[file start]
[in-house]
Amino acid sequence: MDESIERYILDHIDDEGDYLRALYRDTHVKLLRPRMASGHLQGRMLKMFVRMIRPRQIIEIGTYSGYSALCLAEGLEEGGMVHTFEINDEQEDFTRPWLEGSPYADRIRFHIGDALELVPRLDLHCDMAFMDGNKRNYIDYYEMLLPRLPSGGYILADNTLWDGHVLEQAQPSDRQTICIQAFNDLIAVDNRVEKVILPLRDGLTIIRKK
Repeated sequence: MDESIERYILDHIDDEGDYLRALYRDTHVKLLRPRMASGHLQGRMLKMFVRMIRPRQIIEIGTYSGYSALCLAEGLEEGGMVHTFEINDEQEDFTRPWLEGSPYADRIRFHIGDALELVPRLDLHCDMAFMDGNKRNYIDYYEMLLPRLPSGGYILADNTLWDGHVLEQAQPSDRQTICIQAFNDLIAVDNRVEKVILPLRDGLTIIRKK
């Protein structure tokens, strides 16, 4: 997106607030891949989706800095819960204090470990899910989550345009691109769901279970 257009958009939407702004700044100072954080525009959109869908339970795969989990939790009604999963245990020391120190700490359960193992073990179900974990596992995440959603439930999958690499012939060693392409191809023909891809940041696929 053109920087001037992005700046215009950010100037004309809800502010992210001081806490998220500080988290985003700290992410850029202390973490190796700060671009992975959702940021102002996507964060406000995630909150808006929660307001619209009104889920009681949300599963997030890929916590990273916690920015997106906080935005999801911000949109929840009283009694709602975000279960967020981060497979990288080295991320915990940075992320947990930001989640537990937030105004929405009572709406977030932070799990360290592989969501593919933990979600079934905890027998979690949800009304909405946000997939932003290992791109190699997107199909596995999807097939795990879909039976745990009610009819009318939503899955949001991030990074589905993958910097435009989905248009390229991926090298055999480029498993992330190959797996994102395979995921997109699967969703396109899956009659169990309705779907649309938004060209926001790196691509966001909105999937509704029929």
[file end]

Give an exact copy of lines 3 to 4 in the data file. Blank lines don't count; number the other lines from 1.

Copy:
Repeated sequence: MDESIERYILDHIDDEGDYLRALYRDTHVKLLRPRMASGHLQGRMLKMFVRMIRPRQIIEIGTYSGYSALCLAEGLEEGGMVHTFEINDEQEDFTRPWLEGSPYADRIRFHIGDALELVPRLDLHCDMAFMDGNKRNYIDYYEMLLPRLPSGGYILADNTLWDGHVLEQAQPSDRQTICIQAFNDLIAVDNRVEKVILPLRDGLTIIRKK
């Protein structure tokens, strides 16, 4: 997106607030891949989706800095819960204090470990899910989550345009691109769901279970 257009958009939407702004700044100072954080525009959109869908339970795969989990939790009604999963245990020391120190700490359960193992073990179900974990596992995440959603439930999958690499012939060693392409191809023909891809940041696929 053109920087001037992005700046215009950010100037004309809800502010992210001081806490998220500080988290985003700290992410850029202390973490190796700060671009992975959702940021102002996507964060406000995630909150808006929660307001619209009104889920009681949300599963997030890929916590990273916690920015997106906080935005999801911000949109929840009283009694709602975000279960967020981060497979990288080295991320915990940075992320947990930001989640537990937030105004929405009572709406977030932070799990360290592989969501593919933990979600079934905890027998979690949800009304909405946000997939932003290992791109190699997107199909596995999807097939795990879909039976745990009610009819009318939503899955949001991030990074589905993958910097435009989905248009390229991926090298055999480029498993992330190959797996994102395979995921997109699967969703396109899956009659169990309705779907649309938004060209926001790196691509966001909105999937509704029929």